Countries Line Up Against OOXML as Global Standard
Venezuela became the latest in a string of countries to appeal the approval of Microsoft's Office Open XML file format as an international standard. The format was approved in an international vote after a fast-track process that several participating countries say was flawed.
Jun 2, 2008 2:53 PM PT
Venezuela is now the latest country to appeal the adoption of an international standard based on Microsoft's Office Open XML (OOXML) file format.
Following news last week that the South African Bureau of Standards had sent a letter protesting the decision late last month, Brazil and India joined with their own appeals shortly thereafter.
Although the deadline for appealing the March 29 decision was to be within two months, the International Organization for Standardization (ISO) and the International Electrotechnical Commission (IEC) have reportedly accepted Venezuela's appeal despite the fact that it was made after that time.
Denmark has also filed an appeal with the ISO, according to Computerworld Denmark, but that report could not be confirmed.
"I am not surprised by the number of appeals given the reported irregularities," Marino Marcich, managing director for the ODF Alliance, told LinuxInsider. The ODF Alliance seeks to promote and advance the use of OpenDocument Format (ODF).
"Countries felt their concerns were not allowed to be voiced, or simply went unaddressed," Marcich explained. "The number of formal appeals is unprecedented and underscores the deep-seated concern over how well OOXML plays with the software of vendors besides Microsoft."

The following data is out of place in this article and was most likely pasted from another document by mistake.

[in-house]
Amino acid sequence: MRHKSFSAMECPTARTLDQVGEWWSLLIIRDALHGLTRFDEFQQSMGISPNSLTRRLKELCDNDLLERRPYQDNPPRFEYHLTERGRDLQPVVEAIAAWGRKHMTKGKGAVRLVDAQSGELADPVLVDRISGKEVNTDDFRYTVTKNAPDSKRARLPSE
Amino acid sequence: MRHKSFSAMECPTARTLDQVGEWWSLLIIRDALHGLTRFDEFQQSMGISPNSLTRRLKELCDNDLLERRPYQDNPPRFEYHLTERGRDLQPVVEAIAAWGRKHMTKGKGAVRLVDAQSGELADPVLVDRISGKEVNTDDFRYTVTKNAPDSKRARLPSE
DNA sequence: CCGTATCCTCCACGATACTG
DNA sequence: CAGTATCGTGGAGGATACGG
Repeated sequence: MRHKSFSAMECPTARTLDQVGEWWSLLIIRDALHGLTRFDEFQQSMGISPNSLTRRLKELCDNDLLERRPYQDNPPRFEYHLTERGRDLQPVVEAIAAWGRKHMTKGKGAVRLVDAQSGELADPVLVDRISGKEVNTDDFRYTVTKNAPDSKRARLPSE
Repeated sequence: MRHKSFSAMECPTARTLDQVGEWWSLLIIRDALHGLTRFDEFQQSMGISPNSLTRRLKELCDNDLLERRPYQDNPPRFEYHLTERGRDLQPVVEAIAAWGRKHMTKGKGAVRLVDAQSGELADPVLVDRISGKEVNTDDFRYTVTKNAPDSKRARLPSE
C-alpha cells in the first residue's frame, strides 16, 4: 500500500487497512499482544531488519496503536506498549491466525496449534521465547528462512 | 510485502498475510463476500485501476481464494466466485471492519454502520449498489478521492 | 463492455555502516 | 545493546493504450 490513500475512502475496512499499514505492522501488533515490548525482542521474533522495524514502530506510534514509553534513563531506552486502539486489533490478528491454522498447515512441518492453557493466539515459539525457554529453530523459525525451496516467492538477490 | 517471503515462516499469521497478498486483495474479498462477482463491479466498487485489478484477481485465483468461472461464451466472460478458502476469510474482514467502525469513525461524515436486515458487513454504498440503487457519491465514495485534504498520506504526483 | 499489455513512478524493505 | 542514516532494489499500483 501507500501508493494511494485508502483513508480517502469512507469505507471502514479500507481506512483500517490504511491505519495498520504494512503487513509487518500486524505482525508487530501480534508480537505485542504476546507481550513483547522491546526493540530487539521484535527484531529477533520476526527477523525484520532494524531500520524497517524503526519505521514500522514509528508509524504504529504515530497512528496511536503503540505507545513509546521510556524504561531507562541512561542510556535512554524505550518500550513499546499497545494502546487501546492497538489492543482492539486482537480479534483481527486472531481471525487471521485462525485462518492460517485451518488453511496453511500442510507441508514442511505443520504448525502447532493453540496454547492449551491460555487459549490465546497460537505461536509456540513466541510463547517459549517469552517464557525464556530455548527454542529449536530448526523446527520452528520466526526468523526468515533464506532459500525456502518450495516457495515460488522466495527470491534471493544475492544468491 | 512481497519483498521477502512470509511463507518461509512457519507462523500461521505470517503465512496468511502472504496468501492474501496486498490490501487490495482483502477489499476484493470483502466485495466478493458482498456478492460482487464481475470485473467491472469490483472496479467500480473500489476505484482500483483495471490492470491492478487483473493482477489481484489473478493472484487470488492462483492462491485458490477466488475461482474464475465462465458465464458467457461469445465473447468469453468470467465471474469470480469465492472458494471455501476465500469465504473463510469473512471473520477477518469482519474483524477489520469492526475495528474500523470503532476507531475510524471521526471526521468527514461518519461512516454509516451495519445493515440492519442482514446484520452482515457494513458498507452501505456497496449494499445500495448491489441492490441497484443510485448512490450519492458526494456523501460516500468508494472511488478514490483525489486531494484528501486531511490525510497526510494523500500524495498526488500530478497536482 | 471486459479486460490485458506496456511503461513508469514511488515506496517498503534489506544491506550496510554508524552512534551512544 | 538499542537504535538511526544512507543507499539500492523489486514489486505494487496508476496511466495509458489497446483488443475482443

Although 75 percent of ISO member nations voted to approve OOXML as a standard, many of the recent appeals charge that the process was flawed and did not give participants enough time to voice their concerns.
Indeed, the world of open document standards has been a contentious one. Competing with Microsoft's OOXML has been ODF, an already-existing ISO standard that is overseen by the Organization for the Advancement of Structured Information Standards (OASIS). Both IBM and Sun Microsystems have embraced ODF.
Meanwhile, the OpenDocument Foundation, which spent most of the past five or so years promoting ODF, in October switched direction and embraced CDF, the Compound Document Format, instead. A short time later, the foundation disbanded.
Opponents say OOXML locks out competitors, despite Microsoft's assertions since the vote that it will ensure compatibility with rival file formats.
Adding to Microsoft's woes, the European Union is investigating the OOXML approval process.
Two Different Paths
The trouble with OOXML's approval may lie not so much with the ISO itself -- which oversees a great many standards -- but rather with the process of the Joint Technical Committee 1 (JTC 1), which was what led to the standard's adoption.
There are two possible paths an external standard can take under JTC 1 -- Publicly Available Specification, or PAS, and Fast Track -- and the magnitude of the differences between them is frequently underestimated, Douglas Johnson, standards manager at Sun Microsystems, told LinuxInsider.
"Many people, including virtually all the press, lump these together as fast track processes, but we think there are vast differences that are really important," Johnson explained.
There are places where the JTC 1 process is inconsistent with itself, and where procedures are not laid out, he said.
Just as full public access to the Internet stressed it, leading ultimately to the implementation of security and other procedures that are in place today, so "the pressure and visibility on this has pressed the system," Johnson said. "We think a reexamination of the fast track processes would be a timely thing."